George Vonnegut (born 1860) was also the last of Clemens Sr’s four sons to purchase land on the lake, in 1916, at today's 742 East Shore Drive (again from George Peoples) for around $500.

As Handyside also points out in her book, by that year "every lot along East Shore Drive, from number 840 in the south to number 742 in the north, as well as most of the property east of the road from number 865 to number 763, and a significant portion of land east of those, was owned by a Vonnegut. Most of these plots were owned by Emma and Clemens, Jr."

Jacob Schramm, another German immigrant and "self-made man," also contributed to the Vonnegut presence on Lake Maxinkuckee when daughter Matilde married the aforementioned Henry Schnull in 1857. Two of the couple’s daughters, Emma and Nanette Schnull, would marry Vonnegut men (Clemens, Jr, and Bernard, respectively). He had sold the 814 East Shore Drive property in 1889 to George Peoples, prior to its purchase by Schnull's own daughter Emma.

Other daughter Nannette owned 782 East Shore with Bernard Vonnegut. Their son Kurt was born in 1884 and joined the architectural firm of Vonnegut & Bohn, marrying into another successful Indianapolis family when he wed Edith Lieber in 1913.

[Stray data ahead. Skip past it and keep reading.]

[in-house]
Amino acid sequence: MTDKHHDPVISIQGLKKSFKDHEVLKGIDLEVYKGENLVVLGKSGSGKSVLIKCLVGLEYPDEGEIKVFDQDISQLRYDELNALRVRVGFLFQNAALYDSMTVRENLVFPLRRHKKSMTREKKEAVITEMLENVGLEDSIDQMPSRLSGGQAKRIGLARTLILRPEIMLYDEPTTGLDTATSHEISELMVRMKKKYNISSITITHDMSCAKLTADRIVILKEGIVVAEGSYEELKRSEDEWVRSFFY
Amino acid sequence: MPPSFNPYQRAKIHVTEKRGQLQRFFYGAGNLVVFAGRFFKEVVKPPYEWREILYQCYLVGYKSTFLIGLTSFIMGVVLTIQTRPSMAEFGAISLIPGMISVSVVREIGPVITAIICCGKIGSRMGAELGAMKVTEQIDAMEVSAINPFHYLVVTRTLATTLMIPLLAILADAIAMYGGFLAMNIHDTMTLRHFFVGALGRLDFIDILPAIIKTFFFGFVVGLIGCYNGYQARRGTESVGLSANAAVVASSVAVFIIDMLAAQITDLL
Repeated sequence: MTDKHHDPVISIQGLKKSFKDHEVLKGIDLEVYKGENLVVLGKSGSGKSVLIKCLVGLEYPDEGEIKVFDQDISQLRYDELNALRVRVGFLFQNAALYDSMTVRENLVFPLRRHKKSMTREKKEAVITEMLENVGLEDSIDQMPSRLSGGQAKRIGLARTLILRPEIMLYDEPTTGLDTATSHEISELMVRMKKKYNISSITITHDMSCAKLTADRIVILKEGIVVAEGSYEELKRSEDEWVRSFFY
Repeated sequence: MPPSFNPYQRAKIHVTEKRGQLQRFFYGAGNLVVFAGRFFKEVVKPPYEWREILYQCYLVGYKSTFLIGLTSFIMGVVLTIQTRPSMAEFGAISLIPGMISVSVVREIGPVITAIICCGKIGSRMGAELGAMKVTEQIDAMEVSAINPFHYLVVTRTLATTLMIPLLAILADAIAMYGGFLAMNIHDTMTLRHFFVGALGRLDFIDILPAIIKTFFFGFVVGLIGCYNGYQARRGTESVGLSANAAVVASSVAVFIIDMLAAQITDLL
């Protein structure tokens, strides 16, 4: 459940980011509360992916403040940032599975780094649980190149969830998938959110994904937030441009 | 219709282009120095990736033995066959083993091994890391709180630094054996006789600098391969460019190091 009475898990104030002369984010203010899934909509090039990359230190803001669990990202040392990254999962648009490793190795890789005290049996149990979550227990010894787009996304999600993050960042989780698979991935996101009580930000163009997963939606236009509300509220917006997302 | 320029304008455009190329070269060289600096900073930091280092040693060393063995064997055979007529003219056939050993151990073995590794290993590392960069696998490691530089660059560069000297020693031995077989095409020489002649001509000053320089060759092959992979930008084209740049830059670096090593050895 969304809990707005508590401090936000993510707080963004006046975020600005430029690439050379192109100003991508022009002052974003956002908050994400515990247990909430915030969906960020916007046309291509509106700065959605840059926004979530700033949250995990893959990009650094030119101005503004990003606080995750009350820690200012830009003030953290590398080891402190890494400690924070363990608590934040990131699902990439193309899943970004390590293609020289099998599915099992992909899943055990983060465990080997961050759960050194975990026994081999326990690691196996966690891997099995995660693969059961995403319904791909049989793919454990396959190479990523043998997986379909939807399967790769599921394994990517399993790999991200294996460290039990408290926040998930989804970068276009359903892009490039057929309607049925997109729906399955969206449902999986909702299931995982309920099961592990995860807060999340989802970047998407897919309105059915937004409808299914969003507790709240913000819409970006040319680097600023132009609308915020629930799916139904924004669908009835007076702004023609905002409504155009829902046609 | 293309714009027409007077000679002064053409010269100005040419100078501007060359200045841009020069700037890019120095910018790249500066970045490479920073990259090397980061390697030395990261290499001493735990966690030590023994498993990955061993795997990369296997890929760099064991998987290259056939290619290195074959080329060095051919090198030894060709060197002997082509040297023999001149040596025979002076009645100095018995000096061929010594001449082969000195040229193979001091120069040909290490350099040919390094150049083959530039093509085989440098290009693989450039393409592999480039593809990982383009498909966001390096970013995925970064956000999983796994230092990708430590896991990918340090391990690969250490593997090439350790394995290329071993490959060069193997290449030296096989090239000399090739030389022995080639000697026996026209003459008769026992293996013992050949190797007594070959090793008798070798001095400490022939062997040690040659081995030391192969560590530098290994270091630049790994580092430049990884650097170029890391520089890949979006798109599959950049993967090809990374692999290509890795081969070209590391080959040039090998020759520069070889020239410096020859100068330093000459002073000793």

Their youngest son, Kurt Jr., was born in 1922 and would be deeply impacted by observing the struggles of his mother, in particular, with the financial losses the family encountered during the Great Depression and other difficulties.

Lake Maxinkuckee, then, served as an oasis (he once described it as "Heaven") for the Kurt Jr., along with all the Vonneguts, who would arrive here after Memorial Day each year, like so many other Indianapolis (and Logansport, Peru, and other Hoosier) families, relaxing, reading, swimming, and playing in a row of family-owned cottages (according to one hostess on August's Indiana Landmarks tour, the 814 house was the only one of three in a row going north to boast its own kitchen for many years; those in the next two cottages arrived at dinner time to eat).